Estimated read time: Less than a minute
This archived news story is available only for your personal, non-commercial use. Information in the story may be outdated or superseded by additional information. Reading or replaying the story in its archived form does not constitute a republication of the story.
AARHUS, Denmark, Nov 16, 2004 (United Press International via COMTEX) -- A Danish study has found women who worked fixed nighttime hours while pregnant were more likely to suffer miscarriages.
Jin Liang Zhu of the Danish Epidemiology Research Centre, Aarhus, Denmark, used data from a Danish nationwide study to identify about 42,000 women who worked while pregnant. Nearly 34,000 women worked daytime hours only, while approximately 3,300 worked rotating shifts including night shifts. About 400 women worked fixed nighttime hours.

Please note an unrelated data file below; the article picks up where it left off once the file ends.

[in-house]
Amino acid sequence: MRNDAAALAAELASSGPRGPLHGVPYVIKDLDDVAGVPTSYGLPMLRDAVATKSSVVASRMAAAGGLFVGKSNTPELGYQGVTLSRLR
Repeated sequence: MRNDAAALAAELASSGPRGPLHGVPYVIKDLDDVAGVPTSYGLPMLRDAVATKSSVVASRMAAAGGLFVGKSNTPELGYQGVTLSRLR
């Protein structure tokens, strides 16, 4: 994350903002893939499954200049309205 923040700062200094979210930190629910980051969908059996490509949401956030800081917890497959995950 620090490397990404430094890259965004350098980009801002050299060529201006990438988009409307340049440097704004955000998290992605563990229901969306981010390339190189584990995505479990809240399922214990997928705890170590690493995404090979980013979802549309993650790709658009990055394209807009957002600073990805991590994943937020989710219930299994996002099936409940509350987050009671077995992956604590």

The risk of miscarriage was 85 percent higher for women who worked a fixed night shift compared to day workers after adjusting for other factors. The reasons are unknown; but the researchers said increased estrogen levels related to night work might play a role.
The results show no effect of working rotating shifts or evening shifts on the risk of miscarriage.
The findings are published in the November Journal of Occupational and Environmental Medicine.
Copyright 2004 by United Press International.